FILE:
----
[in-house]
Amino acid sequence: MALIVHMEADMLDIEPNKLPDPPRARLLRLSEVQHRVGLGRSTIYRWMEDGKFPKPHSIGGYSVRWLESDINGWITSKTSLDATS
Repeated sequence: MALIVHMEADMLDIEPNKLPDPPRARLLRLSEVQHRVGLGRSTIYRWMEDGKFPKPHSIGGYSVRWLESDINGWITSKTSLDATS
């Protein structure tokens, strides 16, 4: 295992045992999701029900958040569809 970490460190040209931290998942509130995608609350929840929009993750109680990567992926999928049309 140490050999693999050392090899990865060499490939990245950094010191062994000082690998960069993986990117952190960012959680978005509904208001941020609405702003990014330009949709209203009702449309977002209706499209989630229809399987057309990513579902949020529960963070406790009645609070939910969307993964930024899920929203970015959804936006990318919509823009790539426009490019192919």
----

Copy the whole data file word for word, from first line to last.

[in-house]
Amino acid sequence: MALIVHMEADMLDIEPNKLPDPPRARLLRLSEVQHRVGLGRSTIYRWMEDGKFPKPHSIGGYSVRWLESDINGWITSKTSLDATS
Repeated sequence: MALIVHMEADMLDIEPNKLPDPPRARLLRLSEVQHRVGLGRSTIYRWMEDGKFPKPHSIGGYSVRWLESDINGWITSKTSLDATS
């Protein structure tokens, strides 16, 4: 295992045992999701029900958040569809 970490460190040209931290998942509130995608609350929840929009993750109680990567992926999928049309 140490050999693999050392090899990865060499490939990245950094010191062994000082690998960069993986990117952190960012959680978005509904208001941020609405702003990014330009949709209203009702449309977002209706499209989630229809399987057309990513579902949020529960963070406790009645609070939910969307993964930024899920929203970015959804936006990318919509823009790539426009490019192919």